8. Bryan Ramos 3B (White Sox) - The third White Sox on this list, but Ramos signed for only $300,000 in 2018. The power is there for him to stick at a corner infield position, but the glove at third may force a move to first. If that is the case there may be more pressure on him for his power to really perform. Major league teams have been reluctant to have right handed gloves who bat right handed play first base. His speed is not great, but he could also move to a corner outfield position. In his one season of Rookie level ball in 2019 he had trouble making contact with 44 whiffs in 51 games. The 2021 season should see him start in Low A.
9. Ronald Bolaños RHP (Royals) - Ronald appeared as the ninth top Cuban prospect in the National League last year. He appears as the ninth best prospect in the American League this year. The Padres signed Bolaños for $2 million in 2016, then included him in a trade to the Royals with Franchy Cordero for Tim Hill. He did get an opportunity to pitch with the Padres in 2019 and with the Royals in 2020, but his seven appearances result in an ERA of 6.94. Throwing strikes has been a bit of a challenge in the major leagues, resulting in 5 dingers in just 23 innings. His fastball hits the mid-90s and his curve has a good break, but if he wants to fit into the rotation he needs to enhance his change to get a third effective pitch. He will start the 2021 season in AAA.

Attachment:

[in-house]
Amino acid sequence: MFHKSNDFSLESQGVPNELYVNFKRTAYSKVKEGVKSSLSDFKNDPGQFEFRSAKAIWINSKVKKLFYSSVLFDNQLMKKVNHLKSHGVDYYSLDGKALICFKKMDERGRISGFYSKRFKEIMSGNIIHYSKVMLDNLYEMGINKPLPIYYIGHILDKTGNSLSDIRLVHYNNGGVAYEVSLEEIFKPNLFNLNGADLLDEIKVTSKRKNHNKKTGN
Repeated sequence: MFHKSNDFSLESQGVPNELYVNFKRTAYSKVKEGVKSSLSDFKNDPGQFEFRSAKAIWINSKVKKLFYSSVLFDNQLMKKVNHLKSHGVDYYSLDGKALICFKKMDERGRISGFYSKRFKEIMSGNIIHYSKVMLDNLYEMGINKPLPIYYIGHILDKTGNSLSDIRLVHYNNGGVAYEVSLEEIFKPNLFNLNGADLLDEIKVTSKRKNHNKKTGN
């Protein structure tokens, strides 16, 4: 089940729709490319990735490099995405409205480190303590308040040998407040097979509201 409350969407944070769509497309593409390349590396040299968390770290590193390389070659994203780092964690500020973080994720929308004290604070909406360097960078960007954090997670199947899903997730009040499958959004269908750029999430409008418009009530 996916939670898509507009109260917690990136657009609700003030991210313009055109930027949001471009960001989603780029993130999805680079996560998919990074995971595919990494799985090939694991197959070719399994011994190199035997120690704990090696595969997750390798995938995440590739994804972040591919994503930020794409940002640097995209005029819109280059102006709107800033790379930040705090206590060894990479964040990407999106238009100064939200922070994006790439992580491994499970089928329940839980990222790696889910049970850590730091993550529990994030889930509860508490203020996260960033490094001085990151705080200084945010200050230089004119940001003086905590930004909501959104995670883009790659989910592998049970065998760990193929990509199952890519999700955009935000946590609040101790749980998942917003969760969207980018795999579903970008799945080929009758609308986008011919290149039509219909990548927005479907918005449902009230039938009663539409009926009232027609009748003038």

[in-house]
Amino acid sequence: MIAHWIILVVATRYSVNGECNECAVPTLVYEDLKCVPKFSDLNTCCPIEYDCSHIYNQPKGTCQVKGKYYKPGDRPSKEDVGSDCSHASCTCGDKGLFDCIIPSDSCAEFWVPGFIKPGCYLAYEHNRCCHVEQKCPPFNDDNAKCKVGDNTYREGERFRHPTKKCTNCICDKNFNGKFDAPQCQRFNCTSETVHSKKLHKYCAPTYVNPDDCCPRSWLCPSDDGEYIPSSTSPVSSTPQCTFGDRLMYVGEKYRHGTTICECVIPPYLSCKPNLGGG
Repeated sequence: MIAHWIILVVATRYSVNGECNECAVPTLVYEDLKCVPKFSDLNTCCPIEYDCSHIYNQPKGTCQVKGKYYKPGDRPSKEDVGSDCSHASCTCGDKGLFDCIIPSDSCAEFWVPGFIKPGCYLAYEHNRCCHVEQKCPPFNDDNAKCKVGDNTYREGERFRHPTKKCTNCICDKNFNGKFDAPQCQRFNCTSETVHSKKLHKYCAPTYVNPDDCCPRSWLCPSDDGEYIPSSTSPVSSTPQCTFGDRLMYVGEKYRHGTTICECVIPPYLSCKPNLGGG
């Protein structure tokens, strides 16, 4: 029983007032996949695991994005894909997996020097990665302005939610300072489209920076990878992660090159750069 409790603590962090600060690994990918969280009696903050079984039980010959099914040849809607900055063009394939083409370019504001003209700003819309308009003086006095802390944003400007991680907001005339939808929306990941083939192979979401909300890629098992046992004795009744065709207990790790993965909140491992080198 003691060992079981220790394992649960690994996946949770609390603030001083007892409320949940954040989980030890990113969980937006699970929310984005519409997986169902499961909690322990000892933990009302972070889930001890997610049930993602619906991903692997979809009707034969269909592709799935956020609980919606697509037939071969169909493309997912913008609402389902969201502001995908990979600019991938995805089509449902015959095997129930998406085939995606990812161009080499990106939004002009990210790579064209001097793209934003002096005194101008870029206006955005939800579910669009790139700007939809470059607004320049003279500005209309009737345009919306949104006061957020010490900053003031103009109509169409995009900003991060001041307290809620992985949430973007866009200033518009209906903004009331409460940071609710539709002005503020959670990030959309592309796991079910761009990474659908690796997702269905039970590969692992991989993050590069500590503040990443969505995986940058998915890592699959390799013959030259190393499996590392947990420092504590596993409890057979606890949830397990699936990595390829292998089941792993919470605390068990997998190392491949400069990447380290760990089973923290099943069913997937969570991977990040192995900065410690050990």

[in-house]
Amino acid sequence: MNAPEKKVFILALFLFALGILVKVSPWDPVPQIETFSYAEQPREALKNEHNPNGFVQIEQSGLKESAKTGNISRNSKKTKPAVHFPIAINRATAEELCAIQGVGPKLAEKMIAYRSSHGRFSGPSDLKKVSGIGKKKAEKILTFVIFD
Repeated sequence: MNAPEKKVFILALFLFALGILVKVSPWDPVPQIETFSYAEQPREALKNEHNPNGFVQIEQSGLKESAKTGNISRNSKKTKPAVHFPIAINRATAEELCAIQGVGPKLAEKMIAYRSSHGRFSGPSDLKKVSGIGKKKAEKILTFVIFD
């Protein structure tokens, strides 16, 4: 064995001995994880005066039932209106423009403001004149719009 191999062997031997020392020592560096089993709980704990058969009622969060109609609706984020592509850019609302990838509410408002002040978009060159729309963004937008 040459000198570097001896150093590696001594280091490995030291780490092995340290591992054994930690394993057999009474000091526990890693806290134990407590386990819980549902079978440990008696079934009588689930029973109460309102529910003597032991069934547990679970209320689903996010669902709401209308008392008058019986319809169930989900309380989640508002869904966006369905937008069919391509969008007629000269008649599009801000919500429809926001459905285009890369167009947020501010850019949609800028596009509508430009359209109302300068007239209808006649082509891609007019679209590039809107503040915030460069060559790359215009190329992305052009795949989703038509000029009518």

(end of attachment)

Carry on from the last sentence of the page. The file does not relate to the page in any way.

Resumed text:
10. Yolbert Sánchez SS (White Sox) - The fourth White Sox on this list. The White Sox signed him for $2.5 million. At 24 he is a veteran of the Cuban League, hitting just two homeruns in his three years there, with averages ranging from .255 to .350. In 2019 he played 29 games in the Dominican Summer League where he was playing against much younger players. The defensive tools are there to play shortstop but the bat needs to improve if he hopes to take on a regular role. A utility option exists if his bat fails to mature. The White Sox may be aggressive with him in 2021 and start him in High A or AA.
(Top photo of Randy Arozarena: Tony Gutierrez/AP, Other photos: MLB)